The effect of race on coronary bypass operative mortality.


Journal Article

OBJECTIVES: The study was done to determine whether race is an independent predictor of operative mortality after coronary artery bypass graft (CABG) surgery. BACKGROUND: Blacks are less frequently referred for cardiac catheterization and CABG than are whites. Few reports have investigated the relative fate of patients who undergo CABG as a function of race. METHODS: The Society of Thoracic Surgeons National Database was used to retrospectively review 25,850 black and 555,939 white patients who underwent CABG-alone from 1994 through 1997. A multivariate logistic regression model was developed to determine whether race affected risk-adjusted operative mortality. RESULTS: Operative mortality was 3.83% for blacks versus 3.14% for whites (unadjusted black/white odds ratio [OR] 1.23 [1.15-1.31]). Blacks were younger, more likely female, hypertensive, diabetic and in heart failure. Nonetheless, the influence of these and other preoperative risk factors on procedural mortality was quite similar in black and white patients. After controlling for all risk factors, race remained a significant independent predictor of mortality in the multivariate logistic model (adjusted black/white OR 1.29 [1.21, 1.38]). Proportionately, these differences were greatest among lower-risk patients. The race-by-gender interaction was significant (p<0.05). The unadjusted mortality for black men, 3.30% and white men, 2.64% differed significantly (p<0.05), whereas for women there was no difference (black, 4.49%; white 4.41%). CONCLUSIONS: Black race is an independent predictor of operative mortality after CABG except for very high-risk patients. The difference in mortality is greatest for male patients and, though statistically significant, is small in absolute terms. Therefore, patients should be referred for CABG based on clinical characteristics irrespective of race.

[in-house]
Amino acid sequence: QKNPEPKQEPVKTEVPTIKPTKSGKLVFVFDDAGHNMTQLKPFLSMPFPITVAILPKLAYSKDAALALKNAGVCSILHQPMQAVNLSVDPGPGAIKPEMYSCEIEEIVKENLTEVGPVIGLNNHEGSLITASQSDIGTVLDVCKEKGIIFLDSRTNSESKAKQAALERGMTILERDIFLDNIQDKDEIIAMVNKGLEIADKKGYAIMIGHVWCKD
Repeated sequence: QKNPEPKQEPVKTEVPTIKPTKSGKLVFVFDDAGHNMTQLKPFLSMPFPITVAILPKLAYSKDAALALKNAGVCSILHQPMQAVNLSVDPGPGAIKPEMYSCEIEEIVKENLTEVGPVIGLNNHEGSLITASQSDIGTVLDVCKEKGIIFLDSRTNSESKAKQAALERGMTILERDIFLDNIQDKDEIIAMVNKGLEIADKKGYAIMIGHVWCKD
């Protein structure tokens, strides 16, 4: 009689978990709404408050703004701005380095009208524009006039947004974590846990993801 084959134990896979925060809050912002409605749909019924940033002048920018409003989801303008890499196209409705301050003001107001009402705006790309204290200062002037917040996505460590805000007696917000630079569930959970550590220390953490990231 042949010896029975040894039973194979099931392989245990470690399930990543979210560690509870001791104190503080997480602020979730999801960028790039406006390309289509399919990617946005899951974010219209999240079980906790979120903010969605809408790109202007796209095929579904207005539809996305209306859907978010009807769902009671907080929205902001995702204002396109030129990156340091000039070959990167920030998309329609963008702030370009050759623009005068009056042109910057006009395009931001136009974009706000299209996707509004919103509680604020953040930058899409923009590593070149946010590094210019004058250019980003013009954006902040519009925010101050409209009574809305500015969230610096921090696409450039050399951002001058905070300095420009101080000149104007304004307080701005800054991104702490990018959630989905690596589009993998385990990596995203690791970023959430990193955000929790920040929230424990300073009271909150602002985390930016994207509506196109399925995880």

Full Text

Duke Authors

Cited Authors

  • Bridges, CR; Edwards, FH; Peterson, ED; Coombs, LP

Published Date

  • November 15, 2000

Published In

Volume / Issue

  • 36 / 6

Start / End Page

  • 1870 - 1876

PubMed ID

  • 11092658

Pubmed Central ID

  • 11092658

International Standard Serial Number (ISSN)

  • 0735-1097

Digital Object Identifier (DOI)

  • 10.1016/s0735-1097(00)00956-6


  • eng

Conference Location

  • United States